Dj Don Dread - Born Don MacDonald, Don Dread became enthralled with reggae music and started to gig as a DJ at clubs around Providence.
Around 1982, Don Dread and another DJ friend contacted the Southeastern Massachusetts University radio station, 91.1 FM, to set up a local reggae show. That same year, Don Dread went on the air with the "Roots Radical" program, a one-man operation to showcase the best of reggae music for SouthCoast listeners.
In the 30 years since the show's inception, SMU became UMass Dartmouth, the station changed call letters (WSMU became WUSM, then WUMD), and it moved up the dial (WUMD is now broadcast on 89.3 FM). Through all these changes, "Roots Radical" continued to be a pillar of stability for its weekly listeners.
It was not easy in the early days, as Sista Laura recounts. "Don would travel to Boston and bought vinyl 45s from his own pocket to spin on his show. It was just him at the show. He lived a simple life but he absolutely loved the music and the program."
By the late '80s, "Roots Radical" had developed a strong local following and began adding more DJs, including Sista Laura. "I used to listen to 'Roots Radical' and when I started to attend UMass Dartmouth as a work/study student I got the chance to get involved with the station."
DJ Realm, another one the early DJs on "Roots Radical" said, "The man taught me everything about reggae music. He and I would go to Dorchester and Boston every Friday when the new shippments came in. I would buy a few 45s but he'd buy $80-$100 worth of music. Just stacks of records."
To this day, Sista Laura and DJ Realm are involved with the program, DJing every Saturday morning bring reggae music to their ever-growing audience.
A turning point for the show came around 1994-1995 when Internet radio started to take off. As Sista Laura notes, "That was when a huge door was opened for the show." While WUMD's broadcast signal is limited, the "Roots Radical" fanbase has gone global. A look at their website shows they have listeners all over the world, from South America to Africa to Asia, with a large constituency in Europe. The program also grew to 17 hours, playing music from midnight-5 p.m. every Saturday. No matter where life brought you, listeners could now always be in touch with Don Dread and "Roots Radical."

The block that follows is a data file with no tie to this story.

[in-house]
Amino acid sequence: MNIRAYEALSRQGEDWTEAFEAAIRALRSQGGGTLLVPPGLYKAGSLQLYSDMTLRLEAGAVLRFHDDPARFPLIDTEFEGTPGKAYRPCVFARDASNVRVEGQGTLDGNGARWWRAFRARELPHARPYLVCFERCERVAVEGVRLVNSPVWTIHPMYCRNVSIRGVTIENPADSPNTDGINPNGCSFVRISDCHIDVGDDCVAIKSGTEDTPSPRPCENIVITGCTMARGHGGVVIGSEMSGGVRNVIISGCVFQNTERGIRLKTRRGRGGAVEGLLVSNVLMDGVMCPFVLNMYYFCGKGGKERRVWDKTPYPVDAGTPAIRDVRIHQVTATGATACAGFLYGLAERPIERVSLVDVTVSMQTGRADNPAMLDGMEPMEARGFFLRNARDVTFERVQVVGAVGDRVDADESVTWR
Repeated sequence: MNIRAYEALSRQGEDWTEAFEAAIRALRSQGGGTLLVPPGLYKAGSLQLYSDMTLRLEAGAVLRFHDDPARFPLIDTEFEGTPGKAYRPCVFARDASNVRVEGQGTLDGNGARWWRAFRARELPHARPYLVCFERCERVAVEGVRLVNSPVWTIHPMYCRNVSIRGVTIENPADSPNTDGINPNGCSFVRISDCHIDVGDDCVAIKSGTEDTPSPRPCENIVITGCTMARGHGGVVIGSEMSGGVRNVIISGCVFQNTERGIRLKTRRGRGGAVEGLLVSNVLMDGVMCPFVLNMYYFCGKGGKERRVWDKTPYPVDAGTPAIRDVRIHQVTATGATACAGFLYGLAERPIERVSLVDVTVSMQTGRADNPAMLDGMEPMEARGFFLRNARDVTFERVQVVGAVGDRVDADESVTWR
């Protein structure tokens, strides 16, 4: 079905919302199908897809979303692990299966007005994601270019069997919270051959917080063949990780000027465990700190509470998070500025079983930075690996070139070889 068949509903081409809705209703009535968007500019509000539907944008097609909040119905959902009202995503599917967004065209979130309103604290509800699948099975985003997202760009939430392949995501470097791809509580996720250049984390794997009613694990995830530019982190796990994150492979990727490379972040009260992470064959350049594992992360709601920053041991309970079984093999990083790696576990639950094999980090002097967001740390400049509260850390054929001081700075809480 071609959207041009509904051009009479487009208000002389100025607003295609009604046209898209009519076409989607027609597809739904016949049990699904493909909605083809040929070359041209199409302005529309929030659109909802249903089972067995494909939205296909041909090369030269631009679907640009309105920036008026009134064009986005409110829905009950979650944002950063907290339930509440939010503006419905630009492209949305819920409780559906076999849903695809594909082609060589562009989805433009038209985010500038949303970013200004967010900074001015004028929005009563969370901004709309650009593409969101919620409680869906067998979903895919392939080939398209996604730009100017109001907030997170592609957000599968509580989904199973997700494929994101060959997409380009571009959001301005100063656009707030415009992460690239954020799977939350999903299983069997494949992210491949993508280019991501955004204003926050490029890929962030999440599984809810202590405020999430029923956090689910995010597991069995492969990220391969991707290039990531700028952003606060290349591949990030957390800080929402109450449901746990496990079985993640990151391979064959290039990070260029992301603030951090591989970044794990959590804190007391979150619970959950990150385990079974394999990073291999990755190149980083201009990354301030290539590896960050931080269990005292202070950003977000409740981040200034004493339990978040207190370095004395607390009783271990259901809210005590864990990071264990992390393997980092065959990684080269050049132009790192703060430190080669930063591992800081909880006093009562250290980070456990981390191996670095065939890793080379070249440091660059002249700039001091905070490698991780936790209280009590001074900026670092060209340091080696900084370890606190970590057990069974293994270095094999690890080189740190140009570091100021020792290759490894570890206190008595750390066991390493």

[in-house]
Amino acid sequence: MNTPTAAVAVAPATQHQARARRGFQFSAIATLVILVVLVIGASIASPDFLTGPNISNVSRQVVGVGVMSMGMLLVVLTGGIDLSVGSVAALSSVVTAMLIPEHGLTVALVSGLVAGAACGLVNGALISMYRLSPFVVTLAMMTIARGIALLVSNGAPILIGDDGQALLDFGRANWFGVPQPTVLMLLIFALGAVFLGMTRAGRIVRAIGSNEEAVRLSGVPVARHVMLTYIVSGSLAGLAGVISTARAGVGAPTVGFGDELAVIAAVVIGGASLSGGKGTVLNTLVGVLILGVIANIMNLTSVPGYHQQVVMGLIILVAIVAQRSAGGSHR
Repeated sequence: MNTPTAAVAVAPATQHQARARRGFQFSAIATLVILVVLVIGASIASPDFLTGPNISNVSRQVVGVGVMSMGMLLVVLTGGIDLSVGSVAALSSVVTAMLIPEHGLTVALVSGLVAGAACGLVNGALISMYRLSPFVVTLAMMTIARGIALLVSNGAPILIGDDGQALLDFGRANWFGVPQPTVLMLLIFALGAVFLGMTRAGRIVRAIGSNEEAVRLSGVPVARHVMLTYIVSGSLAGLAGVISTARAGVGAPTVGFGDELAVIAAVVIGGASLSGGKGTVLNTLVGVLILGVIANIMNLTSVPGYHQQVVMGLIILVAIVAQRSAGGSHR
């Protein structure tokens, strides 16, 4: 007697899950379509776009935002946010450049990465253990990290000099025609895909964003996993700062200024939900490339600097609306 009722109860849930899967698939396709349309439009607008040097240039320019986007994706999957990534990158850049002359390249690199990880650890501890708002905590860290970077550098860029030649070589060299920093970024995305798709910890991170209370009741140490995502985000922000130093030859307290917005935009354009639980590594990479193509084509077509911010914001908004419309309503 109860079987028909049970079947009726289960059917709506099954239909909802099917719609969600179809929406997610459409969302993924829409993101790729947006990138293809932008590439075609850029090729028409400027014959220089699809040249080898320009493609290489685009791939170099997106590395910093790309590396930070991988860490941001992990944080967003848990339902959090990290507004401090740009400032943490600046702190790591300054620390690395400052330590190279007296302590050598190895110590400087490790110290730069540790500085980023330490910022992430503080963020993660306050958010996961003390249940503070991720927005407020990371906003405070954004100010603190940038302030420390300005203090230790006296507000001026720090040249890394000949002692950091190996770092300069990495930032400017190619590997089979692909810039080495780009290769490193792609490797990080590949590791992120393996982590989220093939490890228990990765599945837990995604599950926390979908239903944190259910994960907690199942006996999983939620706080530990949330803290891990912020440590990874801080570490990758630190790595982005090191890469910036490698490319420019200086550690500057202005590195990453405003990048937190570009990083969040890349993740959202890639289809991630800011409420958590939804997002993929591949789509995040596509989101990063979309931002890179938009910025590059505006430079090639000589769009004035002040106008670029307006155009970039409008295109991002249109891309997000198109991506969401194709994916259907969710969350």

However, in summer 2011, DJ Don Dread learned he had a malignant brain tumor. Despite chemotherapy and many surgeries, Sista Laura said, Don Dread maintained his commitment to music and continued to travel to the station and spin DJ sets in Newport and New Bedford as his prognosis worsened. Up until his death in July, Don Dread was able to play the music he had been passionate about his whole life.
"Our general manager has been getting emails from countries and worldwide," DJ Realm notes, "People just emailing saying 'What's going on?' 'Is Don Dread all right?' They've been traveling here to pay their respect for him."
Rather than plan a solemn memorial, friends, fellow DJs and fans are coming together to celebrate the man with a passion for reggae music. The "Roots Radical" DJs will be spinning throughout the night with local DJ act Rebel International, who actually interned at the "Roots Radical" program, playing a set to honor Don Dread. Headlining the event will be Boston's No. 1 reggae DJ, DJ Junior Rodigan, an old friend of DJ Dread.
"People might call me No. 1 DJ in Boston," says Junior Rodigan, "But the hours he would put in, the money he would spend, the dedication he had to the music, he is an icon."
"I admired him," Rodigan continues. "Reggae DJs like David Rodigan in England and many people from Europe learned about reggae from Don Dread's radio show. He inspired so many to just go out and look for it."
At the end of every show, Don Dread would sign off, telling his listeners "Jah Guide," meaning "God bless." After 30 years, Saturday will be their chance to finally wish their good friend a final "Jah Guide."
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The late DJ Don Dread Admirers pays tribute to Him Not rated yet
For the past 30 years, listeners looking for their fix of cutting-edge reggae and dancehall music knew that the only person to turn to was DJ Don Dread. …